The work — which is expected to cost about $400,000, or roughly $700 per streetlight — has been so successful that city officials plan to spend another $2.3 million on contractors during the new fiscal year that began this month.
The geographic areas of the city that will benefit from the new wave of outsourced repairs haven’t been chosen yet, officials said.
They will likely be based partly on a special algorithm created last year by the city’s Performance and Analytics Department to streamline repairs, make them more efficient and prioritize those expected to boost safety the most.
Fundamentally, the algorithm shifts repairs away from an “oldest-case-first” model to a geographical location-based priority model that allows crews to attack clusters of key outages more efficiently.
The algorithm, which remains a work in progress, also weighs factors such as crime rates, historic service levels, proximity to schools and parks and frequency of lawsuits in an area.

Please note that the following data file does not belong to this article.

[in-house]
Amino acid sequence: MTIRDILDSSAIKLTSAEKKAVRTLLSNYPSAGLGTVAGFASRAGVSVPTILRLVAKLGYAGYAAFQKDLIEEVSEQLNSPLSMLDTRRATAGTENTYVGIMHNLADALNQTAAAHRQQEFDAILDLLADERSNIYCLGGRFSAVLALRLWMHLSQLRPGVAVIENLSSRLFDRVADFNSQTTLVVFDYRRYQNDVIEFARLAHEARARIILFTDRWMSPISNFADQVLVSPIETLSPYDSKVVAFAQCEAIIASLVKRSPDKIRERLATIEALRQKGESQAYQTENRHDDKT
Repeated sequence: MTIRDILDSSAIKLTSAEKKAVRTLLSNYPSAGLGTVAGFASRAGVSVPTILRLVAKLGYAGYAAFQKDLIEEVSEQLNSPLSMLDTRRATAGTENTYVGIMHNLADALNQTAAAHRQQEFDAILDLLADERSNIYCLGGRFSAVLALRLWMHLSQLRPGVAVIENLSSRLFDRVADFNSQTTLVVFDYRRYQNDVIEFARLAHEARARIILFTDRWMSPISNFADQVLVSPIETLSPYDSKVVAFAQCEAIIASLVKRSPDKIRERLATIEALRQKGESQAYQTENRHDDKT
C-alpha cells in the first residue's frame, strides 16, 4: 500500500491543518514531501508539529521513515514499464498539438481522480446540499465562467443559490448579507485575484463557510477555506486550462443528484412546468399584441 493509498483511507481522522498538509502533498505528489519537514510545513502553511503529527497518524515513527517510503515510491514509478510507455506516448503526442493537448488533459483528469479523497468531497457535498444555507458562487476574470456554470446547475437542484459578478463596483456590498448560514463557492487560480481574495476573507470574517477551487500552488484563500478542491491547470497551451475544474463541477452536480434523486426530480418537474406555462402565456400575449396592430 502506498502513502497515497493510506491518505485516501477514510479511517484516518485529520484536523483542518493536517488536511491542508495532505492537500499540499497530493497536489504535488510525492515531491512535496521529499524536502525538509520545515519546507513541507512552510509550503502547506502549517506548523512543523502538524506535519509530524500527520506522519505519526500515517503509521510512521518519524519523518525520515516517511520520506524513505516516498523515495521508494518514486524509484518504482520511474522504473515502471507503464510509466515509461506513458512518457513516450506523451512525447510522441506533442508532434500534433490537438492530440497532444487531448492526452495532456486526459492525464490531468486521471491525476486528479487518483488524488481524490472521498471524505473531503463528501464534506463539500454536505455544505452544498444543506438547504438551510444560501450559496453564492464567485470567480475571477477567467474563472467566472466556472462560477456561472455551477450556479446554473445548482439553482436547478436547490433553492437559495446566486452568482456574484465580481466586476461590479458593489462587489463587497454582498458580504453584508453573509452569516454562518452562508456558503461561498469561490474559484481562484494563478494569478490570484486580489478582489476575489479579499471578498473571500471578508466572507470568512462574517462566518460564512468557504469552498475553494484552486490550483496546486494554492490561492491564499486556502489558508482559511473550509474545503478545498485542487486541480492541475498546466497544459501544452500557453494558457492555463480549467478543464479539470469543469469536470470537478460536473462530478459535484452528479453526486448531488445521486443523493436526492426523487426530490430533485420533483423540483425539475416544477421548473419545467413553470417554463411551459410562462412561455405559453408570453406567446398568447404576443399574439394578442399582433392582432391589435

The city says it also removes politics and subjectivity from decisions about which streetlight repairs to tackle first.
Another element of the new campaign is replacing about 2,000 of the city’s 57,000 streetlights that use outdated series circuits, which can make all the lights go dark if just one in the series has a problem.
San Diego got a $3.5 million federal grant this spring for replacement wiring for roughly 200 lights — 30 in Logan Heights and 170 in Pacific Beach and Point Loma.
The city is spending a $3.5 million grant to replace old wiring in some of those streetlights, and it is contracting with independent electricians to boost staffing.
The city spent another $1 million on series circuit replacements in the fiscal year that ended last month. They are taking place in parts of Sunset Cliffs and Kensington.
But such efforts can prompt backlash in areas where residents consider antique streetlights a crucial part of neighborhood ambience. Some Kensington residents have fought a city plan to replace their streetlights, which date back to 1926, with more modern fixtures that look similar and have updated circuits.